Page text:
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Herbert Ragsdale

Died March 27, 2005
The Dallas New Era
Thursday, April 7, 2005
Transcribed by: 


Herbert Ragsdale Passes March 27th

Herbert Ragsdale, age 79, of Dallas, Georgia passed away at his home on Easter Sunday, March 27, 2005.

Herbert affectionately known as “Snote” was born April 1, 1925 in Dallas, Georgia on Leonard Hill. Son of the late Dr. Carl Ragsdale and the late Bessie Kennedy Ragsdale.

Survivors include his wife of 56 years, Mrs. Charlotte Lester Ragsdale of Dallas; 3 daughters, Dr. & Mrs. John (Leigh) Elliott of Marietta, Mr. & Mrs. Jerry (Denise) Rutledge of Dallas, and Mr. & Mrs. Ken (Dana) Strack of Dallas; 7 grandchildren, Dena Elliott Baltimore of Washington, D.C., Laura Elliott Stevens of Dahlonega, David Elliott of Marietta, Amber Rutledge Dodd of Dallas, Amy Rutledge Davenport of Dallas, Ansley Rutledge of Dallas, Tim Robinson of Atlanta; 4 great-grandchildren, Alex Dodd, Meredith Dodd, Will Davenport, Madelyn Davenport; brother John Warner (J.W.) Ragsdale of Decatur, many nieces and nephews.

Funeral services (A Celebration of the Life of Mr. Herbert Ragsdale) were conducted on Tuesday, March 29, 2005 at 3:00 p.m. from the Chapel of Jeff Eberhart Funeral Home with Eulogy by Brother Loren Wills, Dr. Greg Potts officiating. Other speakers were FeFe Lollis, Melinda Graham, and Dr. John Elliott. Special music was rendered by the Faith Singers, Jeff Eberhart, and the congregation sang I’ll Fly Away on request by the family. Pianists were Becky Bearden and Charles Cole.

Interment followed in the Dallas Cemetery. Pall Bearers were Tim Robinson, David Elliott, Ken Strack, Joe Dodd, Jason Stevens, Chris Davenport. Bag Pipes played music.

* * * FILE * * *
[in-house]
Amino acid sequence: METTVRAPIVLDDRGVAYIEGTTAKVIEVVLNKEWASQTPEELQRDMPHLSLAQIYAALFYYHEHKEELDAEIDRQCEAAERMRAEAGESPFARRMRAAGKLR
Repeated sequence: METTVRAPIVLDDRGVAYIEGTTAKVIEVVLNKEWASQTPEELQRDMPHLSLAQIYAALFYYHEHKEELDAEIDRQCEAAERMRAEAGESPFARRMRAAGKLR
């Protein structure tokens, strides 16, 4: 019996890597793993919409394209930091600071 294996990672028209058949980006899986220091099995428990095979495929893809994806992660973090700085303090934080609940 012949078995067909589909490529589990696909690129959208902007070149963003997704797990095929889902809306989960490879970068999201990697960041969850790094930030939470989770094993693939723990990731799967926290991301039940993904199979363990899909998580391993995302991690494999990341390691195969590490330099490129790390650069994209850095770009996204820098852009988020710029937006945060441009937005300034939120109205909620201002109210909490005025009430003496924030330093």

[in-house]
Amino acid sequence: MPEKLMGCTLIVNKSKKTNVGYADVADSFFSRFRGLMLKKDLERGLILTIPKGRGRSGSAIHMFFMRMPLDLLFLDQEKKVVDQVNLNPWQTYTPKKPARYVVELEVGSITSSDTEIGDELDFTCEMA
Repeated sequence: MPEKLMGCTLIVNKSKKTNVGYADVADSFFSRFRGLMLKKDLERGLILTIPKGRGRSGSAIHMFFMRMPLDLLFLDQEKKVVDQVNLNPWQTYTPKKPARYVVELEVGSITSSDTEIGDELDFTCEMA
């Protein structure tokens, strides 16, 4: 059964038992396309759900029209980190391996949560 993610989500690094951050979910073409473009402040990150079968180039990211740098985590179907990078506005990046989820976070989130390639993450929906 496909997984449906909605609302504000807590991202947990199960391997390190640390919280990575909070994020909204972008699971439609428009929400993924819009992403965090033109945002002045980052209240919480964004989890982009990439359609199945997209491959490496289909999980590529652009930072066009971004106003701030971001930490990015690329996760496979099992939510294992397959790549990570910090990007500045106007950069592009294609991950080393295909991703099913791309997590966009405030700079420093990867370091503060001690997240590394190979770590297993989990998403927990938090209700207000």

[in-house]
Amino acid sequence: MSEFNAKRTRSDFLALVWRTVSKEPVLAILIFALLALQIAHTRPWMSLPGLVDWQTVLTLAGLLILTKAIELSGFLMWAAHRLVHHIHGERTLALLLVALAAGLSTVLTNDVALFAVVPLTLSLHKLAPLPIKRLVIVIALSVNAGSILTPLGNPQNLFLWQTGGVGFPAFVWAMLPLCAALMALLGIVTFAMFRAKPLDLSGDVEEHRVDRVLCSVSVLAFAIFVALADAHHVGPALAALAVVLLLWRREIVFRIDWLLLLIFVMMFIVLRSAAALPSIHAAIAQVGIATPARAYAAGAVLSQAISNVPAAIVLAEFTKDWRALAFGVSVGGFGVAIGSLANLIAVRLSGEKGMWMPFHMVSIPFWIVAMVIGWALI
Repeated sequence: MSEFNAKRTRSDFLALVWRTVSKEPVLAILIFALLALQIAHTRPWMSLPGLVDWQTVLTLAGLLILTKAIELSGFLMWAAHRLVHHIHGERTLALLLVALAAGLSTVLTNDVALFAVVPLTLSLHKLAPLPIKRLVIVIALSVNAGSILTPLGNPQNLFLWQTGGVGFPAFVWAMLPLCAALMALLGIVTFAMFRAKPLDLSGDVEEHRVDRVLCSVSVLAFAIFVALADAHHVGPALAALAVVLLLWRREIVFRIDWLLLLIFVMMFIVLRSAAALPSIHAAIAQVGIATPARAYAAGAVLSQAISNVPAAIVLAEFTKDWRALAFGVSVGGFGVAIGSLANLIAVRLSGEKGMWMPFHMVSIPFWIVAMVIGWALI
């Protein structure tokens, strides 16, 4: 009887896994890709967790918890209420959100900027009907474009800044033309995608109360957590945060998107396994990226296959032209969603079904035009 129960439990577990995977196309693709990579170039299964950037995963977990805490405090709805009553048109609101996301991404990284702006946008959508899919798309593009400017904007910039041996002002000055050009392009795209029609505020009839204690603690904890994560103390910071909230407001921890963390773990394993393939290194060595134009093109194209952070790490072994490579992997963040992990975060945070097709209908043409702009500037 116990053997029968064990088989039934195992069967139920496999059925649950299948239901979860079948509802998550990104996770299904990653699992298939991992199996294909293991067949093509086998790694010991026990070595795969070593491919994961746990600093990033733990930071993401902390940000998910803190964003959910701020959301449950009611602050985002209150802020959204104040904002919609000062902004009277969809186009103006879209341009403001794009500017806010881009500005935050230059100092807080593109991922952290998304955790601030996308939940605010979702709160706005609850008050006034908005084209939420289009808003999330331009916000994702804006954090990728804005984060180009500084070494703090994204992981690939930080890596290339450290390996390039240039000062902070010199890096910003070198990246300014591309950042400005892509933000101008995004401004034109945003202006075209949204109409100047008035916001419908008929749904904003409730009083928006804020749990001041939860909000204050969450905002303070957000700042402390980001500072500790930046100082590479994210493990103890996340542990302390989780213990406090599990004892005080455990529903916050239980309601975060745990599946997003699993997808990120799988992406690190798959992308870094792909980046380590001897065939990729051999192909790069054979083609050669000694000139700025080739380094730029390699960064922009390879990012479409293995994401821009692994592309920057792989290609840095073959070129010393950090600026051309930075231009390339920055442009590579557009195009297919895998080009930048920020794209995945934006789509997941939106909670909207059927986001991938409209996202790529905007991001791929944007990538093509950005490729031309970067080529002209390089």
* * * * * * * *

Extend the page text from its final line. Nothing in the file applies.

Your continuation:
Herbert Ragsdale had retired from Lockheed as an Experimental Research Mechanic.

He was a World War II Veteran in the Army Air Corp, Ninth Tactical Air Force attached to the 366th Fighter Bomber Group. Missions included the D-Day invasion and throughout the push through Europe. Shortly after the Normandy invasion, the 366th earned a Distinguished Unit Citation for actions in the St. Lo breakthrough. Group aircraft on a fighter sweep behind enemy lines located and destroyed a tank column that Allied forces had not known about, preventing a surprise attack.

To allow the deepest possible penetration into enemy territory, the squadron periodically moved to new bases as Allied armies gained ground. The unit operated from three separate bases in France, reaching Belgium by November 1944 and into Germany by April 1945. Along the way, they supported many major actions, including the Battle of the Bulge. After the Nazi surrender in May 1945, the squadron remained in Germany as part of the occupation forces.

Herbert liked to say he was the first American soldier in Berlin, because he was the first one off the plane. He was proud of his service and very patriotic.

Other than family, gardening was his passion. As a young man he was an avid hunter and had many fine bird dogs. He was a Paulding County history expert as well as a Native American and Civil War history bluff. He loved to make people laugh and is missed very much.

Memorial contributions may be made to the Building Fund of the First Baptist Church of Dallas. 168 N. Johnston St., S-103, Dallas, Georgia 30132 or the Disabled American Veterans, DAV Memorial Program, P.O. Box 14301, Cincinnati, OH 45250-0301 or call 1-877-426-2838 Ext. 3302

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Last modified: Wednesday, 07-Apr-2010 18:00:00 CDT